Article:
Mathematical Cranks

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Cambridge University Press, Jan 1, 1992 - Mathematics - 372 pages
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A delightful collection of articles about people who claim they have achieved the mathematically impossible (squaring the circle, duplicating the cube); people who think they have done something they have not (proving Fermat's Last Theorem); people who pray in matrices; people who find the American Revolution ruled by the number 57; people who have in common eccentric mathematical views, some mild (thinking we should count by 12s instead of 10s), some bizarre (thinking that second-order differential equations will solve all problems of economics, politics and philosophy). This is a truly unique book. It is written with wit and style and is a part of folk mathematics.
  

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Contents

Applied Mathematics
9
Bitterness Cranks
32
Congressional Record Mathematics in the
46
Crank The Making of a
67
Duplication of the Cube
86
Equations Solving
102
Fermats Little Theorem
135
FourColor Theorem The
159
Mail Crank
205
Money to be Made in Mathematics Lack of
223
Number Theory The Lure of
239
Primes The Secret of the
254
Puzzle A
269
Set Theory
322
Taxonomy Mathematical
337
Notes
353

Greed
179
Legislating Pi
192

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About the author (1992)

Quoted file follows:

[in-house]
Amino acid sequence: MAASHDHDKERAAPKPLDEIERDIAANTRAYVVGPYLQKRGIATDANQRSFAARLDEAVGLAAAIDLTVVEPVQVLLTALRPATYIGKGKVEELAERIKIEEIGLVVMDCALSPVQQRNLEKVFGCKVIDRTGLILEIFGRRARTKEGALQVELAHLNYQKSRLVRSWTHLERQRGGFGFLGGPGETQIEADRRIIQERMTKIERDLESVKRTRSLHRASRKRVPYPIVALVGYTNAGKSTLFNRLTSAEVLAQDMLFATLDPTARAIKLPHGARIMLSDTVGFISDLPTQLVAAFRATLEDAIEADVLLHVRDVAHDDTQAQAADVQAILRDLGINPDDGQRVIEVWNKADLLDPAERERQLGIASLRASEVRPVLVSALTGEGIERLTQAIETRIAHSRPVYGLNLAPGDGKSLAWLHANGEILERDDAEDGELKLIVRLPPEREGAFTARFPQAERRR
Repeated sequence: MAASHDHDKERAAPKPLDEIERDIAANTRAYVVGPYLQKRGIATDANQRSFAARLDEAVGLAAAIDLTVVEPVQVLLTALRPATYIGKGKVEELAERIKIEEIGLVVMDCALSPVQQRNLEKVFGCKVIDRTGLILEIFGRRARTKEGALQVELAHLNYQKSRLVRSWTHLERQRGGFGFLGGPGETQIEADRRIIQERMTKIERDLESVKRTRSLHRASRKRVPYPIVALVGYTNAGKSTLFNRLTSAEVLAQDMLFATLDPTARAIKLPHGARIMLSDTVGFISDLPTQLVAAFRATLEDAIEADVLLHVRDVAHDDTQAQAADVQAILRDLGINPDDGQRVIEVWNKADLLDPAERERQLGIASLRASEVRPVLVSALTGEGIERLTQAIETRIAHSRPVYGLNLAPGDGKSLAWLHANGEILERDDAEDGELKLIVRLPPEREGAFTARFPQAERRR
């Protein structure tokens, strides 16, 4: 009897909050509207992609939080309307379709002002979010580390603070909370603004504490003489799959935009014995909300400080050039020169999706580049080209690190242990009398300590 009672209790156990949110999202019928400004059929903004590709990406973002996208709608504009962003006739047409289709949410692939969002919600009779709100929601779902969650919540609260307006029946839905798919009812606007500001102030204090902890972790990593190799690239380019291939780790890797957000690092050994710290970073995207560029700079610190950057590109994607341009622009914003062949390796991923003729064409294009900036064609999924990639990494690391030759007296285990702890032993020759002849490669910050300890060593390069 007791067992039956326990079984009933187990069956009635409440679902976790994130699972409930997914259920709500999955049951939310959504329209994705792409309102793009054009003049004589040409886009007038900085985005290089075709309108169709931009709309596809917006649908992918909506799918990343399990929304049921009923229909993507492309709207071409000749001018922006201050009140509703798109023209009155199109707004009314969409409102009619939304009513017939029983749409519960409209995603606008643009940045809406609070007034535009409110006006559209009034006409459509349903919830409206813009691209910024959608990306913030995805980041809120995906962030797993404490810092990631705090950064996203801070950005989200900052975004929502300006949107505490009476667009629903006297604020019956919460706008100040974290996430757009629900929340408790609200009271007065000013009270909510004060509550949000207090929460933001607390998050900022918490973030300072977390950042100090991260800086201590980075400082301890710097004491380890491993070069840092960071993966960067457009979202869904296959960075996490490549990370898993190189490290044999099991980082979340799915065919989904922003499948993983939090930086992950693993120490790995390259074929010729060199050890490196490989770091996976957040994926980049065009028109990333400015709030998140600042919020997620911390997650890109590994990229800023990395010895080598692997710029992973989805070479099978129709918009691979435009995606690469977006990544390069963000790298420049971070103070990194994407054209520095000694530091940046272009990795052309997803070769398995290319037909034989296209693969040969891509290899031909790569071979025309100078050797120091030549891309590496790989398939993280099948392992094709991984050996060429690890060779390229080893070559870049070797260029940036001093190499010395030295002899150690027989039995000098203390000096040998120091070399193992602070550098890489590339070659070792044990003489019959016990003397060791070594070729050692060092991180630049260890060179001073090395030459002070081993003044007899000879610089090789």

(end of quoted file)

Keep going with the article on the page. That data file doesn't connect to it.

Underwood Dudley was born in New York City in 1937. He has bachelor's and master's degrees from the Carnegie Institute of Technology and received the Ph.D. degree (number theory) from the University of Michigan in 1965. He taught at the Ohio State University and at DePauw University, from which he retired in 2004. He is the author of three books on mathematical oddities, The Trisectors, Mathematical Cranks, and Numerology, an elementary number theory text, and is the editor of two collections of mathematical pieces. He has edited the College Mathematics Journal, the Pi Mu Epsilon Journal, and two of the Mathematical Association of America's book series. He has served as the MAA's Polya lecturer and has received its Distinguished Service Award. He is a member of the MAA, the American Mathematical Society, and the Society for Industrial and Applied Mathematics.

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